Retirement Mutual Funds: Simple Portfolios for Your Retirement Goals
You know you need to save for retirement, and you know that usually means investing. The difficult question is: where to invest your money? There are thousands of retirement mutual funds to choose from.
Of course, if you are investing as part of a workplace pension plan, such as a 401 (k), your choices are limited. Yet if you feel like the opposite of a savvy stock picker, those choices may seem like too many. Here’s the good news: It doesn’t have to be that complicated. You can create an intelligent and diverse environment investment portfolio with just a handful of mutual funds for retirement.
Why you don’t need a lot of mutual funds for retirement
One of the keys to a successful investment is making sure that your investments are diversified. You want your investments to be spread across a large number of companies in different industries and locations. This way, even if one business or industry begins to suffer, others are unlikely to follow suit. What about those occasional times when all stocks seem to be in free fall? This is when the bond part of your wallet supports you.
Mutual funds invest in companies. They are designed so that individual investors can own shares in many companies, often through a single fund. This means that you can have a broadly diversified investment portfolio with just a few retirement mutual funds.
Model portfolios make it easier to select funds
Once you’ve made a commitment to diversifying your retirement through mutual funds, the next question is: which funds are right for you? Some financial experts have created so-called lazy portfolios intended for people who plan to hold their investments for the long term. You can just recreate these wallets in your 401 (k), individual retirement account or other retirement account. You can even spread your lazy portfolio across all of your different accounts, investing in one mutual fund in one account, another fund in another account, and so on.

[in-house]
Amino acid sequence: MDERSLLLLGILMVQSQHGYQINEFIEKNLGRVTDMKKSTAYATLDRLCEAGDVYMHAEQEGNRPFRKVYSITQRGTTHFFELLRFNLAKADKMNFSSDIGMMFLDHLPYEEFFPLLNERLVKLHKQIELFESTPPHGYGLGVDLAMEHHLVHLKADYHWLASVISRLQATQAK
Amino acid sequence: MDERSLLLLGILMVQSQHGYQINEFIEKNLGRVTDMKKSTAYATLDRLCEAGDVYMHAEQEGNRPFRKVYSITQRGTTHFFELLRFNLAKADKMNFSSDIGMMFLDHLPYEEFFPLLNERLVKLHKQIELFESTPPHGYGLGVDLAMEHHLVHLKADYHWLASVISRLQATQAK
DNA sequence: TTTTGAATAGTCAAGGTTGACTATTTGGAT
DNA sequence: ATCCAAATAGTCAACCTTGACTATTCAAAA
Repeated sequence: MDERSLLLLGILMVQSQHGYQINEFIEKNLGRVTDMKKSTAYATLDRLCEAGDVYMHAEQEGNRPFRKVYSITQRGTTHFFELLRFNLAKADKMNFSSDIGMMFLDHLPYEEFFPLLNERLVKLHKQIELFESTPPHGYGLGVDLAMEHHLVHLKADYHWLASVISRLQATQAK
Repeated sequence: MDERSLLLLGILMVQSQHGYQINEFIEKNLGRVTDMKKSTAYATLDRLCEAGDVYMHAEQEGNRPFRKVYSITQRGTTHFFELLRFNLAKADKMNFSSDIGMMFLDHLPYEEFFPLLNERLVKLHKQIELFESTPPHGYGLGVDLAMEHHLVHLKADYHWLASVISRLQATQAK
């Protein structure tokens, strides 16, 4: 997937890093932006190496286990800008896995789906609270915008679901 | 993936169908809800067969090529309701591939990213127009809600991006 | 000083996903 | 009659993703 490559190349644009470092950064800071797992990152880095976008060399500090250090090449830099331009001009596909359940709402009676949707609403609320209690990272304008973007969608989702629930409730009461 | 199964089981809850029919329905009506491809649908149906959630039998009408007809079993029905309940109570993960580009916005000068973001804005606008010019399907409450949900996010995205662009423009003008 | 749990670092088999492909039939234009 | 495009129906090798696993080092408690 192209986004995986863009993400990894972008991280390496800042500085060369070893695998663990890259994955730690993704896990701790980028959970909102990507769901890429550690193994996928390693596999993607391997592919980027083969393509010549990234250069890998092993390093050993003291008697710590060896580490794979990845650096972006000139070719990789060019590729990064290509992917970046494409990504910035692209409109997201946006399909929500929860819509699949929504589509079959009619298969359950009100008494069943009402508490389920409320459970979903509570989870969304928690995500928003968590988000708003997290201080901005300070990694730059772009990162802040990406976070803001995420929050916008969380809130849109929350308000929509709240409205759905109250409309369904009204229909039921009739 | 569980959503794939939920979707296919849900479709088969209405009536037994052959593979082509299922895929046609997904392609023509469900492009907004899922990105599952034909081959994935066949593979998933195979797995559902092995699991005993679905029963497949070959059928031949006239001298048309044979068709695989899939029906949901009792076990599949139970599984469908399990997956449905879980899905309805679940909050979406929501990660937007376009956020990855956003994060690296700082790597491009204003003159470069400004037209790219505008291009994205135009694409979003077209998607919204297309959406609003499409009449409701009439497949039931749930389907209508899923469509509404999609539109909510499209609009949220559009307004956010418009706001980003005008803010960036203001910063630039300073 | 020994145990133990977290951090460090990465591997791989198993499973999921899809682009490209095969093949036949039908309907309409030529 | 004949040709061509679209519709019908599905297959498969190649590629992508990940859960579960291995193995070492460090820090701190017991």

The beauty of these types of portfolios is that you can create them using similar funds from various mutual fund companies.
A two-fund portfolio
A portfolio made up 60% in an international ETF and 40% in a bond market ETF may earn less than a portfolio invested only in an equity fund, but you would make yourself more vulnerable to the roller coaster plagues you. stomach during a financial crisis. .
The more diversified two-fund portfolio could also drop in the event of a financial crisis, and that’s not much fun either. But you’re less likely to dive for the exit exactly when it’s most important to sit still and wait for market gains to come.
More complex and simpler options
Those looking for even greater diversification might add two asset classes: real estate and Inflation-Protected Treasury Securities, or TIPS.
Suppose you want 60% of your portfolio in stocks and 40% in bonds. You could invest 30% of your portfolio in a total bond market mutual fund and 10% in a TIPS fund. On the equity side, you could put 45% of your portfolio in a global equity fund and 15% in a real estate investment trust fund.
Or, if you want to be super simple, you can invest in just one fund. Typically that would mean a balanced index fund or target date retirement fund, which would not only create a diversified portfolio for you, but also rebalance that portfolio over time.
Watch out for fees
However, when choosing a fund, beware of the fees. One of the most important investment decisions you will make is choosing inexpensive mutual funds.
What does low-cost mean? In general, a mutual fund expense ratio of 1% or more is expensive. Many funds charge less.
After you’ve created your lazy portfolio, sit back, put your feet up, and think about other things besides investing.
Or, if even a lazy portfolio seems like too much work, robo-advisers offer a low-cost path to a balanced and diversified portfolio. Discover our choices for best robo-advisors.
Learn more about mutual funds for retirement and diversification